California Looks to Double Green Energy Capacity, Cut Emissions by 2030
New solar and storage facilities—and no new gas plant approvals—are the cornerstones of California’s recently-released plan to drastically reduce emissions to just 46 megatonnes by 2030, and hit a 100% renewable energy target by 2045.
“California’s green energy fleet is to undergo a deep-reaching transformation in the space of a decade” under the new targets released late last month by the California Public Utilities Commission (CPUC), reports PV-Tech.
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CPUC’s roadmap calls for 11 gigawatts of new utility-scale solar, “leading to a cumulative 25.9 GW,” while “storage battery systems must add a fresh 8.87 GW to reach a cumulative 12 GW” by 2030.
“The achievement of CPUC’s 25-GW target—effectively more than doubling California’s current installed green energy capacity—will rest on power providers, including investor-owned utilities such as the Pacific Gas and Electric Company (PG&E), community choice aggregators, and others,” writes PV-Tech. These firms are being asked to draw up plans for how they will contribute to the move to zero-carbon, and the quality of their submissions will determine whether “California will work toward a green energy portfolio able to deliver the 46-megatonne target, or an even stricter 38-megatonne goal.”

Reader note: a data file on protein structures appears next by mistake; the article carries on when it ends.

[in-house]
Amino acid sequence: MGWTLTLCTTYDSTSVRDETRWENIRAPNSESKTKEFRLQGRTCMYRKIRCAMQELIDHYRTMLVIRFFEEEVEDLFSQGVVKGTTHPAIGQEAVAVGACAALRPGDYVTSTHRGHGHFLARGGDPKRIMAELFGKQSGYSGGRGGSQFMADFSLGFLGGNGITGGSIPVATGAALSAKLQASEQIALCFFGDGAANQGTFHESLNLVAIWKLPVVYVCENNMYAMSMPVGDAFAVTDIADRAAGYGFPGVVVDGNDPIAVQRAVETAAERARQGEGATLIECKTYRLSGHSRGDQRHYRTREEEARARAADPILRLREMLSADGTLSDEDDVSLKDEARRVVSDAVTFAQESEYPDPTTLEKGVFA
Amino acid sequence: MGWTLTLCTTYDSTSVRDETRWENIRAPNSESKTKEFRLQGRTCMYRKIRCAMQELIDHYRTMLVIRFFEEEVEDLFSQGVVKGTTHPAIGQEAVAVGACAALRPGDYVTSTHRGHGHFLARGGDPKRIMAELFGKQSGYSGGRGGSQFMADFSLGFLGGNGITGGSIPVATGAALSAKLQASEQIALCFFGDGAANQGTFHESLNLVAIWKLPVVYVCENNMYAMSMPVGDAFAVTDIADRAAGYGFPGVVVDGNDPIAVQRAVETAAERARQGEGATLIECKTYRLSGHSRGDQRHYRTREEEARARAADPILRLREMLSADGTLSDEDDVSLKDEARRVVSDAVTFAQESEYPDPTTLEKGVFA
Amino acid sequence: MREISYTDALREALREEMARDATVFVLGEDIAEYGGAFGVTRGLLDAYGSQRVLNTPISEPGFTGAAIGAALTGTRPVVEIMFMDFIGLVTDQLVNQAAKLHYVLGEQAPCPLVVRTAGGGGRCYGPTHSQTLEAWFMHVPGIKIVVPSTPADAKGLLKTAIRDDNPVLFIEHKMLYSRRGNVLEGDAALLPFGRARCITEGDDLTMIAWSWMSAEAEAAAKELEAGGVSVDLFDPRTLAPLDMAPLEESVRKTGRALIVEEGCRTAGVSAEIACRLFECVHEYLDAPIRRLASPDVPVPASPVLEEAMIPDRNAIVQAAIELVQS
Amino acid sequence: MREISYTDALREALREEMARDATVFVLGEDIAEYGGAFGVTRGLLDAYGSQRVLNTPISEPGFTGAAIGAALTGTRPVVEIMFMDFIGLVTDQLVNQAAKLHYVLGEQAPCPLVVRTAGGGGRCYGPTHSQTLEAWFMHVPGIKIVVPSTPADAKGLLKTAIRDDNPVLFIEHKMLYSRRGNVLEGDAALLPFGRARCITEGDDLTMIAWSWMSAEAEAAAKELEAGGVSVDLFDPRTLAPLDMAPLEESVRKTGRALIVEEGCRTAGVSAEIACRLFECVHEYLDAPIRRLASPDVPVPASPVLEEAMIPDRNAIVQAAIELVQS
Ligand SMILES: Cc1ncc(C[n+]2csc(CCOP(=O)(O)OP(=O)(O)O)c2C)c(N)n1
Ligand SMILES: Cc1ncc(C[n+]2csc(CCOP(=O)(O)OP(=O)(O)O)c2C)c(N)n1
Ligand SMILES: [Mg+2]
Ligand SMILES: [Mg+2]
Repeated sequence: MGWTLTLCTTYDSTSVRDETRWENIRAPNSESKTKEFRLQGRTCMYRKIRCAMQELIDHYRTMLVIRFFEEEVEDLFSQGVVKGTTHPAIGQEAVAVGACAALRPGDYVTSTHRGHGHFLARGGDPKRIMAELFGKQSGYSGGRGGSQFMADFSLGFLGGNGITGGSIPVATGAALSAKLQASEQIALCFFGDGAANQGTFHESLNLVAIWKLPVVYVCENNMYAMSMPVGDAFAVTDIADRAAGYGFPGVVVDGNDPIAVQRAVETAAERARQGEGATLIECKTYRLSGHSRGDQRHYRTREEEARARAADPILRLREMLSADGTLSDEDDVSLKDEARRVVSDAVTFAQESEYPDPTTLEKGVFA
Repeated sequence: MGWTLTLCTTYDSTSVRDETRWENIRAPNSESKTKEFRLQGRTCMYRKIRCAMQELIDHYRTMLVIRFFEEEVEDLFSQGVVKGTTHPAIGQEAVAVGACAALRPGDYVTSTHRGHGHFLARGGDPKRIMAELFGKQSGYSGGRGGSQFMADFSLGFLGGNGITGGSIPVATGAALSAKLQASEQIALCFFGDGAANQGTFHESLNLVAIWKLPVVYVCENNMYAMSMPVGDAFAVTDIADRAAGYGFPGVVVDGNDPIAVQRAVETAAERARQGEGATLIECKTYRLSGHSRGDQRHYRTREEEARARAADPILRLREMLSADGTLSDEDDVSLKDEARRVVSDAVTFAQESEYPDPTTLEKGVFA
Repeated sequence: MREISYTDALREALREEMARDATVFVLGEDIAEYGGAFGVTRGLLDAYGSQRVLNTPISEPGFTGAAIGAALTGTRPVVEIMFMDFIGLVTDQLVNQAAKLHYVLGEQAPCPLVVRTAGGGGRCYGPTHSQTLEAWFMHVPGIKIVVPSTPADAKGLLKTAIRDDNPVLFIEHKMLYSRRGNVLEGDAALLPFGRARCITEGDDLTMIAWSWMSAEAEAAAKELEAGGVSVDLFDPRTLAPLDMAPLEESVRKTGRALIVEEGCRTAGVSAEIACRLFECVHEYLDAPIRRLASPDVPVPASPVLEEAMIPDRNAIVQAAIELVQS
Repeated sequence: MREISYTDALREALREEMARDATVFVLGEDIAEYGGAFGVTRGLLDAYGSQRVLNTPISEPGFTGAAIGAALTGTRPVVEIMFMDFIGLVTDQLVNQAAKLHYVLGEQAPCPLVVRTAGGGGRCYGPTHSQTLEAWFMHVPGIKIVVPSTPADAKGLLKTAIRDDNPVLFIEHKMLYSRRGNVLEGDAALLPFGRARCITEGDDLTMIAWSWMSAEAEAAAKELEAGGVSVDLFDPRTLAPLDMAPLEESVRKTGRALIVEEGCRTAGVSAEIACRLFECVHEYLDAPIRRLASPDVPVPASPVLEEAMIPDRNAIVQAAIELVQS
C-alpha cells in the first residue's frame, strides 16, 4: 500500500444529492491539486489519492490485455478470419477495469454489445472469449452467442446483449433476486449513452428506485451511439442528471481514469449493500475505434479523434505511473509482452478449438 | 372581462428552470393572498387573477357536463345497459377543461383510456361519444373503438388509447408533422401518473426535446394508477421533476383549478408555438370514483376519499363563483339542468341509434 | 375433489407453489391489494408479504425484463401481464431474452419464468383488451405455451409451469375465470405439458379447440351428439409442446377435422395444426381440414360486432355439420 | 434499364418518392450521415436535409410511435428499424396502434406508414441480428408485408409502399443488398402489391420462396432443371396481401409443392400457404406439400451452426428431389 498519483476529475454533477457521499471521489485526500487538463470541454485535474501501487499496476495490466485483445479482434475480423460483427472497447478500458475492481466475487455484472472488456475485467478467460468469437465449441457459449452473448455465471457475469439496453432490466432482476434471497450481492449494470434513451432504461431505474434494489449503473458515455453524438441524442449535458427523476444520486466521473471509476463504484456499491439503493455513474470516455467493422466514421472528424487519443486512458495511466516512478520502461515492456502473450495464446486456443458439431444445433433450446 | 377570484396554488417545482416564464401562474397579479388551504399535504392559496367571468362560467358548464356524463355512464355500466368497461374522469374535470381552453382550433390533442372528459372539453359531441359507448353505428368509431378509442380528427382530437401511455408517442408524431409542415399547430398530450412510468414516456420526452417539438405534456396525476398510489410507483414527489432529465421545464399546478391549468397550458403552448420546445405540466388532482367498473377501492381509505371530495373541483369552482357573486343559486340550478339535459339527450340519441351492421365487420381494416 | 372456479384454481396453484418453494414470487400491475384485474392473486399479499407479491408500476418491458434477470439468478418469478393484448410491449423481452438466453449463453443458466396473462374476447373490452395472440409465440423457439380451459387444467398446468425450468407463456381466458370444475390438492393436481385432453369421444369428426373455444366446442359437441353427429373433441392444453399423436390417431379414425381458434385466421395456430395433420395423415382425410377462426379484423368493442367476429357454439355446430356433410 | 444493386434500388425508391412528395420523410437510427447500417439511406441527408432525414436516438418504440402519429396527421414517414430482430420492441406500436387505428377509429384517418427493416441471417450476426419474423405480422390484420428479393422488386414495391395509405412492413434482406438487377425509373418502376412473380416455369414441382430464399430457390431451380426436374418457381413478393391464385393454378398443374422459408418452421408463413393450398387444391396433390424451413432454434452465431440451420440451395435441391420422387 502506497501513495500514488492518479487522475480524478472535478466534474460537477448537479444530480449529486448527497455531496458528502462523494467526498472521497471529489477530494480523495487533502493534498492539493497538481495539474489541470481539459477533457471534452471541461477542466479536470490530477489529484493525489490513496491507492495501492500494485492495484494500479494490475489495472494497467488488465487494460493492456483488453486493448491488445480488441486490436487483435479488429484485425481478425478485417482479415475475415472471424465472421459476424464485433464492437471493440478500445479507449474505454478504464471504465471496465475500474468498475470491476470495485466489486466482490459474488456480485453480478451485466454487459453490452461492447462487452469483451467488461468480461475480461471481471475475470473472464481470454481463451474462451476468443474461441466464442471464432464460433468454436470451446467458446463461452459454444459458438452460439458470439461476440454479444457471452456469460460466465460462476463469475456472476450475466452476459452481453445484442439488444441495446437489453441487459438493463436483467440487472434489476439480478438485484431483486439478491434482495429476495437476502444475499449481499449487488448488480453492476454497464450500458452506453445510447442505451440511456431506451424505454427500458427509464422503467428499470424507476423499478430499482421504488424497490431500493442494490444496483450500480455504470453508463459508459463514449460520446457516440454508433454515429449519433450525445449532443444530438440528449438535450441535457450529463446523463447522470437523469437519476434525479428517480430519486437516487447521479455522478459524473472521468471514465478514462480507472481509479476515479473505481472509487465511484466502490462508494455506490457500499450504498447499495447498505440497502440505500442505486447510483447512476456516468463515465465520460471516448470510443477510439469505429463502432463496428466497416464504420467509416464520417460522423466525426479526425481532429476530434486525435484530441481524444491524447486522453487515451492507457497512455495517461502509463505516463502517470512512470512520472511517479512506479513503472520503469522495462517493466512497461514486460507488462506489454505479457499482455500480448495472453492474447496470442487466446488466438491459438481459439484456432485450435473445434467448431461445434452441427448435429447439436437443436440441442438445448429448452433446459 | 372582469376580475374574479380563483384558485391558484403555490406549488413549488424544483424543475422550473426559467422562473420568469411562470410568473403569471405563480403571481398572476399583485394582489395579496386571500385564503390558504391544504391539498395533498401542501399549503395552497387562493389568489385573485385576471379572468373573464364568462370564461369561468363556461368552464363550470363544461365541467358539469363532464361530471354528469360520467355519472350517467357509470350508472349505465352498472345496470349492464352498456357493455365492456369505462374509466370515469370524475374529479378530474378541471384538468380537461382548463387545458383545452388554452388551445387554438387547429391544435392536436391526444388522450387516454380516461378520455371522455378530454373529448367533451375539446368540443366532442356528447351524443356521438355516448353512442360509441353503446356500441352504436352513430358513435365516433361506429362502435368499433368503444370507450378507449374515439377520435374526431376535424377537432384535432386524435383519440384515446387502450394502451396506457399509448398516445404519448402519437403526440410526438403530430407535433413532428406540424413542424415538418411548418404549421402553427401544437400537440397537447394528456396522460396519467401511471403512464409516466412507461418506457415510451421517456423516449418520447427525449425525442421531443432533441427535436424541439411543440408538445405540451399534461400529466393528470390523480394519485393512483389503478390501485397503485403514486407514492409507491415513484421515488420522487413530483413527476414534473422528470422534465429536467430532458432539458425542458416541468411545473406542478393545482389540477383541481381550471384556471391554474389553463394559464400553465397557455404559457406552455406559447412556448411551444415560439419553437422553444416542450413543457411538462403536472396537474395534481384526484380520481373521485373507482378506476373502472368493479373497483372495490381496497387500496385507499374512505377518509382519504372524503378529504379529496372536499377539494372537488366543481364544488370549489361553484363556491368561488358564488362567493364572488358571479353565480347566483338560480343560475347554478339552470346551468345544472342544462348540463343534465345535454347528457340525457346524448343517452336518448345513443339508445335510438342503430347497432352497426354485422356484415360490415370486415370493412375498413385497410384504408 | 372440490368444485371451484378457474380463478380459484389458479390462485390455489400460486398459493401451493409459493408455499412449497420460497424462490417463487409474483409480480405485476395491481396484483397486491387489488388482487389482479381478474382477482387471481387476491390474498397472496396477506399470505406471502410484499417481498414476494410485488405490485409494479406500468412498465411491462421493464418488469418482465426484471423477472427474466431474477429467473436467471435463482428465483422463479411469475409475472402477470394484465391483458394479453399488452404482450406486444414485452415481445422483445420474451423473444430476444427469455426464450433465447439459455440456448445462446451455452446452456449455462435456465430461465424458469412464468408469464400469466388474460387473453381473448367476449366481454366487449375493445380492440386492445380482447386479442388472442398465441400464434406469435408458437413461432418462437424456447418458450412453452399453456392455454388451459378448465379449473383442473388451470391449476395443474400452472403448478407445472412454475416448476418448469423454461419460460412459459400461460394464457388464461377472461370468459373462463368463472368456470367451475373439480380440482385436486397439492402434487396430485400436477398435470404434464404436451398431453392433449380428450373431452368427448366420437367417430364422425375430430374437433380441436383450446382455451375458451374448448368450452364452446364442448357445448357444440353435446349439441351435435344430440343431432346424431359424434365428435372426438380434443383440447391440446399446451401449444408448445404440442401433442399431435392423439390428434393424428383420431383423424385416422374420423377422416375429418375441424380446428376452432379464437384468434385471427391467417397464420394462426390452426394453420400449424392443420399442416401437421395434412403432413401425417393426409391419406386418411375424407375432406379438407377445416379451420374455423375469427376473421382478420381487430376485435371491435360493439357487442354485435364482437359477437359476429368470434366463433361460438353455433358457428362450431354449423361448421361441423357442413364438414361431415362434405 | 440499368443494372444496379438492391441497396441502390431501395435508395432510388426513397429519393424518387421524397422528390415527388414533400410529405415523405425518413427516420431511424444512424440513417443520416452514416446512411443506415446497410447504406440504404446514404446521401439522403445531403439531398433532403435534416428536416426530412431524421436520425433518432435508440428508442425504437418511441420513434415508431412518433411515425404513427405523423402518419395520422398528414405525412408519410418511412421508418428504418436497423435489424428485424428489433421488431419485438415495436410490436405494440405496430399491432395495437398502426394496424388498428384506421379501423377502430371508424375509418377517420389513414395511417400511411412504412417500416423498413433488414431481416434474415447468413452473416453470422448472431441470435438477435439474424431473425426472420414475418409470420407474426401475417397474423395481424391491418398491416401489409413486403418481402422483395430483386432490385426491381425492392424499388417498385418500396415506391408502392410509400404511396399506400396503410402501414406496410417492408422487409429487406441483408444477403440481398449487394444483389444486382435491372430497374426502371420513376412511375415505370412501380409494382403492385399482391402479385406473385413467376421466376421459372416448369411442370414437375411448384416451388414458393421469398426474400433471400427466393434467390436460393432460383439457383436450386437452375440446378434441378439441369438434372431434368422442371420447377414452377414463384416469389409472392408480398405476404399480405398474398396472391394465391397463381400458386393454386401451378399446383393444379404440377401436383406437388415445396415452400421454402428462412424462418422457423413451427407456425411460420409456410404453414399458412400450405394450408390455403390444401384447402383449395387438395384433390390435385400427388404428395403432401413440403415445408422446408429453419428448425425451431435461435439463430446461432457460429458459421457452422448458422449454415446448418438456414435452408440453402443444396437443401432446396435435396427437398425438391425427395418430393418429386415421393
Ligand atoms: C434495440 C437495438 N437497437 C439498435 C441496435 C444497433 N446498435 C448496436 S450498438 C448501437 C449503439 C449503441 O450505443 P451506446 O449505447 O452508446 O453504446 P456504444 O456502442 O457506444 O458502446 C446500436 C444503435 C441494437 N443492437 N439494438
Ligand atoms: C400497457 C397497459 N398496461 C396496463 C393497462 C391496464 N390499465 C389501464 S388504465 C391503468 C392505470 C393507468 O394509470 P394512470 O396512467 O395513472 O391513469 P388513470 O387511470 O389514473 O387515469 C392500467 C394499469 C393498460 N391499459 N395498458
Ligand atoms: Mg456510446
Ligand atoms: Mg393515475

This “new, decade-long renewable vision comes after years of turmoil in its energy sector,” writes PV-Tech—turmoil that came to a tragic head during the wildfires of late 2018, which left more than 100 people dead and PG&E filing for bankruptcy. The resulting “outage-driven ‘disaffection’ toward utilities has boosted citizen uptake of solar-plus-storage in California,” it adds. In 2019, the state “accounted for 49% of nationwide residential PV additions and installed more solar of any kind—at 3.12 GWdc—than any other U.S. state.”